Joseph Coolidge to Nicholas P. Trist
|Boston March 15 1827|
Bacons Advancement of Learning 1825
Hall’s Latin Roots 1825
Bentham on Codefication 1817
do on Morals & Legislation 2V 1823
do on Government 1823
do on Book of Fallacies 1824
do Theorie Tir des Pienes et/des recompenses.— 2V 1818
Above you have list of books just received by Hilliard & Co from England: knowing that you would be anxious to get them, as soon as possible, I had them packed, and put them aboard a vessel to sail on the same day to Richmond, to the care of B. Peyton.—had there been another oppty to forward them, should have kept “Bacon” for a few days, as I was anxious to see it; but mean to import it, and have several books in hand, now, so that it is no matter.—
I have been looking for some days, for (I should rather say ever since the sale,) for the List on T.B.&Co, for articles bought at the sale; presume it will be here before long:—I have written to Peyton, about yr. books, and asked him to forward them to you; so you will have no trouble on that head.—I believe that I mentioned in yr. my last that the clock was at length done: old Willard is almost out of his wits about it: he has made it intirely with his own hands, from the first hammering of the brass to the polishing of the wheels! and now affirms that it is the best clock ever made in the United States! if properly managed its rate of going will hardly be greater than a one minute in any given time—that is—its greatest variation will not exceed one minute deviation from its rate. It will be shipped to Richmond, and he will be there to receive it, and see it forwarded: when at Charlottesville, he will want to remain about one fortnight in order to have it put up, and regulate its movement. as he is old, and temperate, and quiet, he would be more comfortable in some private family, or boarding house, than at a tavern, and I must ask you to find out Some such place for him. he will also take a with him, several of his clocks, (small ones), to sell. if he does not succeed, perhaps he would leave them with Leschot, on consignment;—if so, you will help him in his arrangements as far as you can. this old man has been a hard worker for sixty years, and now in his age is quite poor. to assist him in his sales, it might be well to insert a notice in the Central that J. Willard, who made the Clock for the university, has several of his patent timekeepers for sale, at Leschot’s—, or something to that effect. of course, dear N. you will be so good as to accompany him to Monticello, and to the monument, and render him all the little services wh. are due to a most devoted, and ancient, and consistent friend & admirer of Mr Jefferson!Our long winter has passed and we are getting more cheerful under the influence of Spring. Mother’s letters will tell you how we are here, and how she is herself. Geo. & Tim are constant at school, and improve in mind, if not in manners. Schools are not good places for the last—and girls and boys soon grow wild and lawless in a promiscuous crowd. Ellen is pretty well—we have had thoughts of taking a country house for the summer, and perhaps may do so yet—the air and quiet would be of service to Baby, and the daily ride to myself—not that we are not both well, however.—my Brother is about going into business—and I am very glad of it—he has endured the misery of idleness in an active community, long enough.—I hope soon to hear from you on the subject of my last letter—tell me in yr. next, if you cannot come on and bring Cornelia with you when Mother returns. I want to marry her here to some good fellow—.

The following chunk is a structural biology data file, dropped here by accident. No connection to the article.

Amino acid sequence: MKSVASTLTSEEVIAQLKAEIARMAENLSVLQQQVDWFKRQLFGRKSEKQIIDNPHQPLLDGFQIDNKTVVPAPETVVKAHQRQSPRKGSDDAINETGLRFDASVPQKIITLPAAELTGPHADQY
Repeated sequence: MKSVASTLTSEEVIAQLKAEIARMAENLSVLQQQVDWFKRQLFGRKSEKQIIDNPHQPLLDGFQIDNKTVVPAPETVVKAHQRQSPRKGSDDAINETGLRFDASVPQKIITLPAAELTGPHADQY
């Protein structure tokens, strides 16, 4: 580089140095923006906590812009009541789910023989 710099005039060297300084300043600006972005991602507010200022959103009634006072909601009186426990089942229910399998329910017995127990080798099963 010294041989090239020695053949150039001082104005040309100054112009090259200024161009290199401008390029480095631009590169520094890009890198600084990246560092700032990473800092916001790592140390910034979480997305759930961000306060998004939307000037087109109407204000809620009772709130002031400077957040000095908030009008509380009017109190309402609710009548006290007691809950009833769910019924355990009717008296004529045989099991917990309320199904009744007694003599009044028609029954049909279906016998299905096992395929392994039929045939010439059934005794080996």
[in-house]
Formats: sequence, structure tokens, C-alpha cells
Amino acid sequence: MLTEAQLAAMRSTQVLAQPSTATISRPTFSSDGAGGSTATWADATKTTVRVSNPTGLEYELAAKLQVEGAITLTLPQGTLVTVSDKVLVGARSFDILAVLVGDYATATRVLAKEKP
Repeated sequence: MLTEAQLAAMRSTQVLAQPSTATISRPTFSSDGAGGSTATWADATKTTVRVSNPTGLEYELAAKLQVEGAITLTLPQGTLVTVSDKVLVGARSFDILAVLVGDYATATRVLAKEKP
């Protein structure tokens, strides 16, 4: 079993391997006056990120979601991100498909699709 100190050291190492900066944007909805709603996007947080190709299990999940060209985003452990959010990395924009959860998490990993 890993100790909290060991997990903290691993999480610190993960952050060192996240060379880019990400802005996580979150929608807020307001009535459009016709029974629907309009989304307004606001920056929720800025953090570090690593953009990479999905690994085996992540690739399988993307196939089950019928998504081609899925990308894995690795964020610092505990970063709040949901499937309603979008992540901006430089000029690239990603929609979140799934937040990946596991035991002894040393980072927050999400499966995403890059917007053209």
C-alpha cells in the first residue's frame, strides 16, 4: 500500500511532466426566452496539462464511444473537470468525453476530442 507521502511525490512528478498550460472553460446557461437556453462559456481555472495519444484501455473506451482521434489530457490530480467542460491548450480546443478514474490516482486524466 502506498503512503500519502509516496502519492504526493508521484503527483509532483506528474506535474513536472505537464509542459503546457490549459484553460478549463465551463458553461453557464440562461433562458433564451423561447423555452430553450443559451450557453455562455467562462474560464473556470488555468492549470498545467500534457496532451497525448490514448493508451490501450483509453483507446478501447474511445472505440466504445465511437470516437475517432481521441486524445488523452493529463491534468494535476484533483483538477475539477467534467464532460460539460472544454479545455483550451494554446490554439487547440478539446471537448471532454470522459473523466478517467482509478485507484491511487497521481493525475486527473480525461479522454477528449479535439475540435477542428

My letter is so hurried and worthless that I choose to pay its postage—
let us hear soon from you, with accts of how goes on the Law, and what prospects of business for a modest man like yrself.